Cranky or grumpy after a long night? Your brain’s ability to regulate emotions is probably compromised by fatigue.
A new study from Isreal’s Tel Aviv University has identified the neurological mechanism responsible for disturbed emotion regulation and increased anxiety due to only one night’s lack of sleep. The research reveals the changes sleep deprivation can impose on our ability to regulate emotions and allocate brain resources for cognitive processing.
“Prior to our study, it was not clear what was responsible for the emotional impairments triggered by sleep loss,” said the research team’s leader, Prof. Talma Hendler. “We assumed that sleep loss would intensify the processing of emotional images and thus impede brain capacity for executive functions. We were actually surprised to find that it significantly impacts the processing of both neutral and emotionally-charged images.
“It turns out we lose our neutrality. The ability of the brain to tell what’s important is compromised. It’s as if suddenly everything is important,” she said.
For the purpose of the study, 18 adults were given two rounds of tests, first following a good night’s sleep and the second following a night of lack of sleep in the lab. One of the tests required participants to describe in which direction small yellow dots moved over distracting images. These images were “positively emotional,” “negatively emotional” or “neutral.”
When participants had a good night’s rest, they identified the direction of the dots hovering over the neutral images faster and more accurately, and their EEG pointed to differing neurological responses to neutral and emotional distractors. When sleep-deprived, however, participants performed badly in the cases of both the neutral and the emotional images, and their electrical brain responses, as measured by EEG, did not reflect a highly different response to the emotional images. This pointed to decreased regulatory processing.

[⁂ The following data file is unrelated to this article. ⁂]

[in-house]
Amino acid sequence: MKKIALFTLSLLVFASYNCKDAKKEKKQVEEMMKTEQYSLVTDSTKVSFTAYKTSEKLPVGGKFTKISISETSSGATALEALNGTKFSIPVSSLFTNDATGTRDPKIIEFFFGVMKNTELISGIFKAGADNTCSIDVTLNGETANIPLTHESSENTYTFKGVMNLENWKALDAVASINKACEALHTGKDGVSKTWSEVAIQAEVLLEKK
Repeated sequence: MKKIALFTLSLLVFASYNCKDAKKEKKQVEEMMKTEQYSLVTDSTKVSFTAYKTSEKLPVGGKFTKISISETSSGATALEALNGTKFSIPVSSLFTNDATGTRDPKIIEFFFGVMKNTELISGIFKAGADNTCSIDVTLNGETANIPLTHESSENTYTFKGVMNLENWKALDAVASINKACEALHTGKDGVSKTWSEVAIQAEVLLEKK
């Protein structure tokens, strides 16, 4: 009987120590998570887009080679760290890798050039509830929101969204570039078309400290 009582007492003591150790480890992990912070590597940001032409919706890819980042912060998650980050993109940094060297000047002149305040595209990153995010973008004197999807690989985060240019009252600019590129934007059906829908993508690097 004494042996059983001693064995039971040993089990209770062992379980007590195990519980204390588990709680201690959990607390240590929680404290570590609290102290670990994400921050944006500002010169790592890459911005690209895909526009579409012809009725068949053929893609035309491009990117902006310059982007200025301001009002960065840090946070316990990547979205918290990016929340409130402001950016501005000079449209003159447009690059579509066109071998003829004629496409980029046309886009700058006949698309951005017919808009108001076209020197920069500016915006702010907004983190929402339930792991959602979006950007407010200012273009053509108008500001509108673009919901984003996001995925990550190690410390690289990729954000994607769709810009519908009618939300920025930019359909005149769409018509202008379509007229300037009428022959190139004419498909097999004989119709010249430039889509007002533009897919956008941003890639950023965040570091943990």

The researchers also conducted a second experiment testing concentration levels. Participants were shown neutral and emotional images while performing a task demanding their attention while ignoring distracting background pictures with emotional or neutral content while the participants were inside an fMRI scanner. This time researchers measured activity levels in different parts of the brain as they completed the cognitive task.
The team found that participants after only one night of lack of sleep were distracted by every single image (neutral and emotional), while well-rested participants were only distracted by emotional images. The effect was indicated by activity change in the amygdala, a major limbic node responsible for emotional processing in the brain.
The new findings emphasize the vital role sleep plays in maintaining good emotional balance in our life for promoting mental health. The researchers are currently examining how novel methods for sleep intervention (mostly focusing on REM sleep) may help reduce the emotional dysregulation seen in anxiety, depression, and traumatic stress disorders.